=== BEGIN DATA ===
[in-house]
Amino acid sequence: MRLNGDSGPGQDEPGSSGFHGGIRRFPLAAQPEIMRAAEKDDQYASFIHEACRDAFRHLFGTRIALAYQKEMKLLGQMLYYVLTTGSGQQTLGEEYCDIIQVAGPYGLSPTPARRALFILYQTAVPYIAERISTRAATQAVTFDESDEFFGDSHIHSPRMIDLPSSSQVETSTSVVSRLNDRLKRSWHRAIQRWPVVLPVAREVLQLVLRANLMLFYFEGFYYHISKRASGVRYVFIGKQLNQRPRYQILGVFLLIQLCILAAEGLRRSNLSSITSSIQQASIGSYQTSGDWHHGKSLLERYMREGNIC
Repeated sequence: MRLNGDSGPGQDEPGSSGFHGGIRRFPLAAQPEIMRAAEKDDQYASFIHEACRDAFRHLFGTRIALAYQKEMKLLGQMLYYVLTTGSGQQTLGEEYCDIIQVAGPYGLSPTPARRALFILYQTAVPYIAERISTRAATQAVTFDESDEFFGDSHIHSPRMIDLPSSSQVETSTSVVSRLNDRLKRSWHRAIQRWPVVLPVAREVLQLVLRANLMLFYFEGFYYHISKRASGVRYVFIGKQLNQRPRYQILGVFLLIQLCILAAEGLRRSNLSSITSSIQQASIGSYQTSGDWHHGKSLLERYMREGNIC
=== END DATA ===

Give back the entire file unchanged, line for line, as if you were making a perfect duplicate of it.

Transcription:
[in-house]
Amino acid sequence: MRLNGDSGPGQDEPGSSGFHGGIRRFPLAAQPEIMRAAEKDDQYASFIHEACRDAFRHLFGTRIALAYQKEMKLLGQMLYYVLTTGSGQQTLGEEYCDIIQVAGPYGLSPTPARRALFILYQTAVPYIAERISTRAATQAVTFDESDEFFGDSHIHSPRMIDLPSSSQVETSTSVVSRLNDRLKRSWHRAIQRWPVVLPVAREVLQLVLRANLMLFYFEGFYYHISKRASGVRYVFIGKQLNQRPRYQILGVFLLIQLCILAAEGLRRSNLSSITSSIQQASIGSYQTSGDWHHGKSLLERYMREGNIC
Repeated sequence: MRLNGDSGPGQDEPGSSGFHGGIRRFPLAAQPEIMRAAEKDDQYASFIHEACRDAFRHLFGTRIALAYQKEMKLLGQMLYYVLTTGSGQQTLGEEYCDIIQVAGPYGLSPTPARRALFILYQTAVPYIAERISTRAATQAVTFDESDEFFGDSHIHSPRMIDLPSSSQVETSTSVVSRLNDRLKRSWHRAIQRWPVVLPVAREVLQLVLRANLMLFYFEGFYYHISKRASGVRYVFIGKQLNQRPRYQILGVFLLIQLCILAAEGLRRSNLSSITSSIQQASIGSYQTSGDWHHGKSLLERYMREGNIC